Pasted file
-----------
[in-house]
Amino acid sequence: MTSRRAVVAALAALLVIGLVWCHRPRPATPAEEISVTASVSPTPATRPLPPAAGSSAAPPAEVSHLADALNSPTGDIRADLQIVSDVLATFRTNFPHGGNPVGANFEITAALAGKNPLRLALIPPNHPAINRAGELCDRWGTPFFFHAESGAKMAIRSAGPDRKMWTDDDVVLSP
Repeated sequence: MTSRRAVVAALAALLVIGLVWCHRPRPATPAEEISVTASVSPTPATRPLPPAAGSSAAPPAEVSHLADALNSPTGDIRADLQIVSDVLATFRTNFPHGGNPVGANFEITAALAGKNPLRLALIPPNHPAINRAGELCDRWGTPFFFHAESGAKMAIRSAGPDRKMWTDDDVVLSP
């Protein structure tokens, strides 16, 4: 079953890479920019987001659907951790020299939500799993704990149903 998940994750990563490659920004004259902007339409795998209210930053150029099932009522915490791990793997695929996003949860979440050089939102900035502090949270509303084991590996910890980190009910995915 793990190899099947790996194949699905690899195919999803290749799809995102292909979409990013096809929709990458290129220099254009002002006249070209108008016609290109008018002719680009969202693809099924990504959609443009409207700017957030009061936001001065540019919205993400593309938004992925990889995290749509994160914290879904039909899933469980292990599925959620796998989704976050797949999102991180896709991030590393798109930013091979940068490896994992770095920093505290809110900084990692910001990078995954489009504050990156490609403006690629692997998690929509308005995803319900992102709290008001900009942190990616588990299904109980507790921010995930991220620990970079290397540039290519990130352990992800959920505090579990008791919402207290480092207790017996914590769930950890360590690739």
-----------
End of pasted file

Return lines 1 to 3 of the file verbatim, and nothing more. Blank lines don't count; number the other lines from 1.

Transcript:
[in-house]
Amino acid sequence: MTSRRAVVAALAALLVIGLVWCHRPRPATPAEEISVTASVSPTPATRPLPPAAGSSAAPPAEVSHLADALNSPTGDIRADLQIVSDVLATFRTNFPHGGNPVGANFEITAALAGKNPLRLALIPPNHPAINRAGELCDRWGTPFFFHAESGAKMAIRSAGPDRKMWTDDDVVLSP
Repeated sequence: MTSRRAVVAALAALLVIGLVWCHRPRPATPAEEISVTASVSPTPATRPLPPAAGSSAAPPAEVSHLADALNSPTGDIRADLQIVSDVLATFRTNFPHGGNPVGANFEITAALAGKNPLRLALIPPNHPAINRAGELCDRWGTPFFFHAESGAKMAIRSAGPDRKMWTDDDVVLSP